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The 5 Coldest NFL Games Ever Will Convince You to Stay Indoors AP Photo
AP Photo

Record cold temperatures have pounded the upper plains and Midwest of the United States. Wind chills in parts of Minnesota are expected to dip down near 70 degrees below zero on one of the coldest days in history. It’s hard to go outside with the risk of frostbite and stinging-cold toes at those temperatures, but some people actually play football games in them.

Over the years, cold spells have moved across the northern parts of the U.S. just in time for a National Football League matchup. While the players certainly have no choice but to bundle up and play, crazed fans brave the cold and ice to watch a game they’d probably get a better view of at home. Football waits for no one, but the five coldest games in NFL history will probably convince you to throw on some pajamas, brew up some hot cocoa, and wait inside until springtime rolls around.

5. Jan. 20, 2008 — Green Bay, Wisconsin

Temp: -6 degrees

Wind Chill: -24 degrees

Eli Manning and the New York Giants beating Aaron Rodgers’ Green Bay Packers in overtime, 23-20, was only part of the story in this NFC Championship Game. The game itself was fantastic, as both teams traded blows until the very end, but the icy temperatures at Lambeau Field earned this one the nickname, “The Chilling Championship.”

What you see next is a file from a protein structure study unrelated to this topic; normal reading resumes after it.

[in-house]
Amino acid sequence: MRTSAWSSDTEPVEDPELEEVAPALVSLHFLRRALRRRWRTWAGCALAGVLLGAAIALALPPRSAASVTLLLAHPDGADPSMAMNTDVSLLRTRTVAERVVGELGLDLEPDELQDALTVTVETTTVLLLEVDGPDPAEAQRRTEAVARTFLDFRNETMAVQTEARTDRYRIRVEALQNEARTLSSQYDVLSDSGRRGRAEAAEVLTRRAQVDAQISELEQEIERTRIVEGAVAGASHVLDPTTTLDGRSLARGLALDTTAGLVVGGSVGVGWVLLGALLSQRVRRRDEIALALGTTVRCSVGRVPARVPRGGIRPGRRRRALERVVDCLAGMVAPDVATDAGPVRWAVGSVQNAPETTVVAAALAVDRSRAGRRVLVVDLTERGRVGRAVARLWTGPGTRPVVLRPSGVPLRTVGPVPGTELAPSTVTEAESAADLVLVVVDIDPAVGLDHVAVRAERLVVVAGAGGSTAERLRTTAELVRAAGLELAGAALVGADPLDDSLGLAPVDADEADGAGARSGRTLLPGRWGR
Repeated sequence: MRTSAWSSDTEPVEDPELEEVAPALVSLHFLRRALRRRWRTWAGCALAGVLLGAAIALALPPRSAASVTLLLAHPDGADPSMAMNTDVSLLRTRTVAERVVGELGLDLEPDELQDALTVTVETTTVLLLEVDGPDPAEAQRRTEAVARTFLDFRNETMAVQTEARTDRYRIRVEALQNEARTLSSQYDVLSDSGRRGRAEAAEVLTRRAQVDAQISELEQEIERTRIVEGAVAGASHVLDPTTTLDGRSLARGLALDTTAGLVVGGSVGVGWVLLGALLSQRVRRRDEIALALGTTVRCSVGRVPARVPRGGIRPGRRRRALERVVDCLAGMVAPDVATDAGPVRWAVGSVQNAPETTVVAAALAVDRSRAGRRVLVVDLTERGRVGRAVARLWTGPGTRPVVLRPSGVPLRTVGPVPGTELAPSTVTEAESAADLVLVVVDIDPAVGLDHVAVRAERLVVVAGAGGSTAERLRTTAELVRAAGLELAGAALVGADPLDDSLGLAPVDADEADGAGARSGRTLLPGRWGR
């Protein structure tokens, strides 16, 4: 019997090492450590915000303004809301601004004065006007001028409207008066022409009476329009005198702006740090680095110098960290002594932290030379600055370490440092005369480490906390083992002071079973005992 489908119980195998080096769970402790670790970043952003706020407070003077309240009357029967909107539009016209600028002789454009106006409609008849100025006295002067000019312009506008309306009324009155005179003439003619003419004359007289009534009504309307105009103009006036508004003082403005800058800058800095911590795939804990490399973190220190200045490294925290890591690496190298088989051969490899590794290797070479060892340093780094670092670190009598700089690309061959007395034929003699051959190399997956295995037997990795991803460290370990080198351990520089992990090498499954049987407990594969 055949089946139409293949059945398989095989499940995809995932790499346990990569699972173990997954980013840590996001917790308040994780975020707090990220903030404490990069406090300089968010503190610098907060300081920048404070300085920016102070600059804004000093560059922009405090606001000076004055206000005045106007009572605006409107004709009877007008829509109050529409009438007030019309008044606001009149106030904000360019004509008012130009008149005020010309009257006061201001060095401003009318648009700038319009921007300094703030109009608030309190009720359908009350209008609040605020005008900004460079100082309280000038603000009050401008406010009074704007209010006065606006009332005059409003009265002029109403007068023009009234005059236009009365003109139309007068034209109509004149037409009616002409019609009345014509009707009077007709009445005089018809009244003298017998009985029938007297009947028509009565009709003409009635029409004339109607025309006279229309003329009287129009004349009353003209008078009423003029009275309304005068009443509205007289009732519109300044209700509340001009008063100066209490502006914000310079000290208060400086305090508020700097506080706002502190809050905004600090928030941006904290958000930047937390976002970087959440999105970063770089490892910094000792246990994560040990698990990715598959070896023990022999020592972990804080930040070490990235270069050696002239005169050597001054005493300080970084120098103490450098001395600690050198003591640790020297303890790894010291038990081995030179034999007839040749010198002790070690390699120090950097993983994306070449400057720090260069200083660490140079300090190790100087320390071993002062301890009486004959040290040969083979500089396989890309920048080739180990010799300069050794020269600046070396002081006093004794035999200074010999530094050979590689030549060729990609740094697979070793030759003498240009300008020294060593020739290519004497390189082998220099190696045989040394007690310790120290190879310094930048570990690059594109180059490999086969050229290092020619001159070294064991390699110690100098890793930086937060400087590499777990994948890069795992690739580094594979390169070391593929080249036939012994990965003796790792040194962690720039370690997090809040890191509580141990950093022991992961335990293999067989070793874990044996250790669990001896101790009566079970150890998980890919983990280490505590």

4. Jan. 4, 1981 — Cleveland, Ohio

Temp: -4 degrees

Wind Chill: -36 degrees

The Oakland Raiders would prevail over the Cleveland Browns, 14-12, in frost-bitten Cleveland Stadium. This AFC Divisional Playoff game is famously remembered for “Red Right 88,” when Browns quarterback Brian Sipe through an interception in the end zone late to lose the game. Oakland went on to win Super Bowl XV over the Philadelphia Eagles as Jim Plunkett earned MVP honors.

3. Jan. 10, 2016 — Minneapolis, Minnesota

AP Photo/Jim Mone

Temp: -6 degrees

Wind Chill: -25 degrees

It’s probably a smart thing that the Minnesota Vikings moved indoors to play their home games at U.S. Bank Stadium because their last one outside at TCF Bank almost froze everyone where they stood. Minnesota kicker Blair Walsh’s late field goal sailed wide left to give Russell Wilson’s Seattle Seahawks a bone-chilling 10-9 victory in the NFC Divisional Playoff game.

2. Jan. 10, 1982 — Cincinnati, Ohio

AP Photo

Temp: -9 degrees

Wind Chill: -59 degrees

It’s called “The Freezer Bowl” for a reason, and remembering San Diego Chargers quarterback Dan Fouts bundled up like Randy in A Christmas Story makes this one too good to forget. Fouts turned the ball over four times, and the Cincinnati Bengals prevailed to win the AFC Championship Game at Riverfront Stadium, 27-7.

1. Dec. 31, 1967 — Green Bay, Wisconsin

Temp: -13 degrees

Wind Chill: -48 degrees

In the back of your mind, the silky voice of John Facenda begins to detail the “frozen tundra of Lambeau Field.” Green Bay Packers quarterback Bart Starr followed Jerry Kramer’s famous block to win the 1967 NFL Championship. While the game is popular for pitting head coaches Vince Lombardi and Tom Landry of the Dallas Cowboys against each other, the coldest game in NFL history only deserves on nickname: The Ice Bowl.

Being caught outside in the blistering cold is never fun, but deliberately going to an NFL game when the temperatures are sub-zero is pure madness. I’ll gladly sit back on my couch and watch the game on TV with the heat turned all the way up.

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John Duffley About the author:
John joins the FanBuzz team after five years of experience freelancing as a sports writer for TheDupes.net and Football.com. A graduate of Penn State University with a degree in Broadcast Journalism, John currently lives and works in Pittsburgh, Pennsylvania.
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